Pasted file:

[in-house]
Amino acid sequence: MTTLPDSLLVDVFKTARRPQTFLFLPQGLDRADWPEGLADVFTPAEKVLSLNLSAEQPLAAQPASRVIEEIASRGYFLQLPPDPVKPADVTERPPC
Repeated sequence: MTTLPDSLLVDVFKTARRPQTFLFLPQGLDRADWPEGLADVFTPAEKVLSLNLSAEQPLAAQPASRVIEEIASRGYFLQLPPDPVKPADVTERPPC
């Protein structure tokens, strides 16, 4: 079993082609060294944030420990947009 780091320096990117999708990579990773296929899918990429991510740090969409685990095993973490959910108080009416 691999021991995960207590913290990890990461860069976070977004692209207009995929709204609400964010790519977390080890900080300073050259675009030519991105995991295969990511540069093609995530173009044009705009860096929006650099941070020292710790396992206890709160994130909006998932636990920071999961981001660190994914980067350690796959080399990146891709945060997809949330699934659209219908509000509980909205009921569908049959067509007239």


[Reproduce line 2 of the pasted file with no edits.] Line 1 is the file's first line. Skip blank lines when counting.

Amino acid sequence: MTTLPDSLLVDVFKTARRPQTFLFLPQGLDRADWPEGLADVFTPAEKVLSLNLSAEQPLAAQPASRVIEEIASRGYFLQLPPDPVKPADVTERPPC